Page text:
You may have heard the word "tessellations" before, and perhaps you have even studied them in an art class or a mathematics class. Whether you are familiar with them or not, you will find tessellations are interesting, beautiful, and fun to create! In this chapter, you will learn what a tessellation is, and how to create them using a compass, pens and a ruler, or using the Geometer's Sketchpad software.
So, what is a tessellation? First, let's look at an example of a tessellation, and then the next paragraph below will give you the mathematical definition.
The tessellation above was created by Mr. Jamal Jamalov, an automotive engineer from Baku, Azerbaijan. You can see his tessellations, and tessellations created by other people, at the following amazing website:
The word "tessellation" in Mathematics is defined as "a tiling of the plane in which the tiles are congruent polygons".
Tessellations are a fascinating blend of mathematics and art. They are patterns formed by interlocking congruent figures (congruent means "the same size and the same shape"), At first glance, it may seem that it would be easy to create such patterns. But when you look more closely, you will realize that it takes a lot of thought and knowledge of geometry, to make congruent figures interlock with no space left over.
So how are tessellations created? The following page, from the Math Forum website, will give you an excellent introduction to Tessellations:
Test Question #2: What must be true about the interior angle of the regular polygons in a tessellation, according to the web page linked above, and why?
Some of my own students have created tessellations. We were honored to have these tessellations published on The Math Forum website:
Of all the regular polygons, there are only three that will fit together perfectly: the equilateral triangle, square, and regular hexagon, because theirs are the angles that divide evenly into 360 degrees.
This tessellation is based on squares:
There an infinite number of irregular polygons and figures that will interlock and fill the plane, and therefore can be used to create tessellations. The green and pink figures in this simple example of a geometric tessellation below are said to "tessellate". The tessellation below is based on parallelograms, as you can see by the second image which shows how it was created:
Some tessellations are made of abstract shapes, while others can be made to look like animals, birds, fish or other creatures. The tessellation above looks a little bit like a strange fish, and with eyes, a nose and scales, would look even more so!
We see examples of tessellations and other geometric patterns in fabric designs and in ornamental tile work. Some very beautiful examples of this can be seen in the tile work of the Alhambra palace in Spain.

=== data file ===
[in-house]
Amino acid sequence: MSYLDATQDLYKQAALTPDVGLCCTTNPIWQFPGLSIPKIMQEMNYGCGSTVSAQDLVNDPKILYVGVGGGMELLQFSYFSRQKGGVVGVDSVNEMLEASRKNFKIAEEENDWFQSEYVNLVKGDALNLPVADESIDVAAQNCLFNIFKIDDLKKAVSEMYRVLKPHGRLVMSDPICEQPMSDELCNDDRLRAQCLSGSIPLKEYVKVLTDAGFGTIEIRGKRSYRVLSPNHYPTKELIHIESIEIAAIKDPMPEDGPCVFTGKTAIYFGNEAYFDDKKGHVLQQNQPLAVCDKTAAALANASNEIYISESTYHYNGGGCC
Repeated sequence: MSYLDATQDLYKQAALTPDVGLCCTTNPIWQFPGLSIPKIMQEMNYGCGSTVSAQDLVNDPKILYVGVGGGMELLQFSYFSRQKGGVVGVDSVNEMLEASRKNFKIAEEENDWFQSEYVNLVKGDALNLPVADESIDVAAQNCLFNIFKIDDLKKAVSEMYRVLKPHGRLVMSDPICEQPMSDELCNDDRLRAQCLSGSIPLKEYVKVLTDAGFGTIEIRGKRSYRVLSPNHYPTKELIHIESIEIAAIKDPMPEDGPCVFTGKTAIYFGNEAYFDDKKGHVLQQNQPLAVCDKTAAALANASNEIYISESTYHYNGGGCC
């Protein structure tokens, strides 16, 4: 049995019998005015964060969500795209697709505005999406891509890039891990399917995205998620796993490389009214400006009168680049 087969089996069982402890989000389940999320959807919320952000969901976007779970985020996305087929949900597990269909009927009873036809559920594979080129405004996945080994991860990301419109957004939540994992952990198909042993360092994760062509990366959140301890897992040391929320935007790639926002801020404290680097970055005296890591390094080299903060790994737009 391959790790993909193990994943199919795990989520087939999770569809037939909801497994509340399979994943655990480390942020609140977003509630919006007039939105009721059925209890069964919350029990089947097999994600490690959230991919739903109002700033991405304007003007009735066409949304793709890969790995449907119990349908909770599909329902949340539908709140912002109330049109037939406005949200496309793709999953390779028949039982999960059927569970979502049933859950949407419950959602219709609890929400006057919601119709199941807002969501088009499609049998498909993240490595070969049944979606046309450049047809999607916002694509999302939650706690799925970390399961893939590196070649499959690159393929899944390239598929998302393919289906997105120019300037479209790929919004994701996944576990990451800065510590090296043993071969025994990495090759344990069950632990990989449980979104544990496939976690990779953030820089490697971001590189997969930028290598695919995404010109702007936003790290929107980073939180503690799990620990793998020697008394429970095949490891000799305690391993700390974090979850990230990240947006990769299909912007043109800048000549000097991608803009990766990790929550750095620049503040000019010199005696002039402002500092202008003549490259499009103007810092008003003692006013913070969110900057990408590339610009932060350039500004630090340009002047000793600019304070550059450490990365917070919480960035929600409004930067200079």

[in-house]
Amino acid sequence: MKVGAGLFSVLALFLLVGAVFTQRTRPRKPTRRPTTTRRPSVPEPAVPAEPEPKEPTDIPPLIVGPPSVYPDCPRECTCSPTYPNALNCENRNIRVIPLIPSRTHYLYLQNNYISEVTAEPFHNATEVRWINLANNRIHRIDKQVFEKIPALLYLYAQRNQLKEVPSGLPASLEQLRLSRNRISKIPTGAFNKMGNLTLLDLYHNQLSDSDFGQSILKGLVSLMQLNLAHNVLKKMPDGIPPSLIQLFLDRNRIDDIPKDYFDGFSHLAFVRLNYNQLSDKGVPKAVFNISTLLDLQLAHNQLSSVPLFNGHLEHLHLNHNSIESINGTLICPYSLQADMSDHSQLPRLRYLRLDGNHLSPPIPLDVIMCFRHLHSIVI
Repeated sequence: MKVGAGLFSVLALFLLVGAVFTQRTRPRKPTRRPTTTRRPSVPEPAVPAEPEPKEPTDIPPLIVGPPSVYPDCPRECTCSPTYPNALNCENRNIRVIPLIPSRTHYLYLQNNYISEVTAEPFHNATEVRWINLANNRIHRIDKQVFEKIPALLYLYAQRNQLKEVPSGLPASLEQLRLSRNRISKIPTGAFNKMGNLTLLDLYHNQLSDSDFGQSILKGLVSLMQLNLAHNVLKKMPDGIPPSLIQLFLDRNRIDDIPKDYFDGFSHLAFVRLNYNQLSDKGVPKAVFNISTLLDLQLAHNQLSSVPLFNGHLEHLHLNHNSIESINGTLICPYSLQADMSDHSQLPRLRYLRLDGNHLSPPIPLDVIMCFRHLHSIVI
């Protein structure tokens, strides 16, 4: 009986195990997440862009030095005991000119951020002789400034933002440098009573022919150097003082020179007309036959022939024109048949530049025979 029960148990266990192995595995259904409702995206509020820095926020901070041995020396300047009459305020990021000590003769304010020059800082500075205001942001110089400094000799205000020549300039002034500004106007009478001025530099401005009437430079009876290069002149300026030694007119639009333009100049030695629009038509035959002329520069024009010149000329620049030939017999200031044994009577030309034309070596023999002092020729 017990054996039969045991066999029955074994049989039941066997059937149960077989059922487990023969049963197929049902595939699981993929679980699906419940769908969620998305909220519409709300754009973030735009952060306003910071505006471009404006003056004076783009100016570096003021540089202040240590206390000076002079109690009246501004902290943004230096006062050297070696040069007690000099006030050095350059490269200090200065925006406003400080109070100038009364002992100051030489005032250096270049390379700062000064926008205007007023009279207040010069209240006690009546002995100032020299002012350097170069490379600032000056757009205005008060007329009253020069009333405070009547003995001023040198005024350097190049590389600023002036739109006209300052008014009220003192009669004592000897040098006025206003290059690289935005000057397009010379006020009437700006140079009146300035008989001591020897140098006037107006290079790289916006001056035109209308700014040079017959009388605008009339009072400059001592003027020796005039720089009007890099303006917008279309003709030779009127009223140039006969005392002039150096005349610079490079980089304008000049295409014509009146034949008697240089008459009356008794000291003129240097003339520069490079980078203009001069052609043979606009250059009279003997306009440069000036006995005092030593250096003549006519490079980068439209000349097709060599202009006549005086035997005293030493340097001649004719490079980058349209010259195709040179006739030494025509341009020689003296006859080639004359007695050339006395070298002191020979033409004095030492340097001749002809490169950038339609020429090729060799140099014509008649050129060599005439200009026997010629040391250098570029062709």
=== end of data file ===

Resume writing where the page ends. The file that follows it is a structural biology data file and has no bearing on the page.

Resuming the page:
Many people find tessellations fascinating, and like to create their own. One of the most famous "tessellators" of all time is Maurits Cornelis Escher. You will find an amazing amount of information about M.C. Escher at the ThinkQuest web site below.
Besides tessellations, Escher did a number of other fascinating types of mathematical artwork. To see some of his unusual and fascinating geometric artwork, click on the link below. You may, of course, go on to see more of the pages in this amazing website if you like,by clicking on the "next" button at the bottom of each of the pages on the ThinkQuest website, but you are not required to for this class:
ThinkQuest is an organization that sponsors contests for students who are interested in creating web pages. There are some truly wonderful web pages on this site, made by school students like yourself. You might want to take some time to explore the ThinkQuest site, and maybe become prize winner with them! To learn more about ThinkQuest, click on the link below, and explore!
If you find Escher interesting, as many people do, you will find many pages on the internet about his work. Just go to your favorite search engine ( I like Google, at http://www.google.com/, myself). Type in "Escher" and you will be amazed at what you find. I just tried it, and got 171,000 websites to choose from!
Here are some of my favorites, which you may visit if you like. You are not required to visit this particular group of pages, for this class:
Check out the thumbnails from this same ThinkQuest site:
A very cool web page with tessellations in motion (You need the Shockwave Plug-in to view these movies):
Of course there are other people besides Escher who create tessellations. You can see wonderful tessellations by Andrew Crompton at these pages:
Tessellations can be found in many different applications: fabric patterns, friezes and tile work in architecture, and many types of graphic design. For example, look at the quilt below:
Visit the following website to see tessellations in the repeating patterns of wallpaper:
... And visit this educational website on the applications of mathematics in art and architecture:
Test Question #4: On the web page you just visited, what is the definition of a regular polygon?
You can create tessellations using a pencil, ruler, and tracing paper, or you can create tessellations with The Geometer's Sketchpad.
To construct a tessellation using a pencil, ruler, and tracing paper, click on the link below:
To construct a tessellation using The Geometer's Sketchpad, first read the page linked above for some background information,then click on this link for step-by-step GSP instructions:
Chapter 3 Project
Your assignment for this project is to create an artistic tessellation, using geometric shapes. First do some research on the Internet, and find some tessellations. Read some information about the tessellations, and explore any aspects that interest you. Then design and create a tessellation. If you would like to see some examples of graphics created by students like yourselves, please go to the Student Work section from the Table of Contents.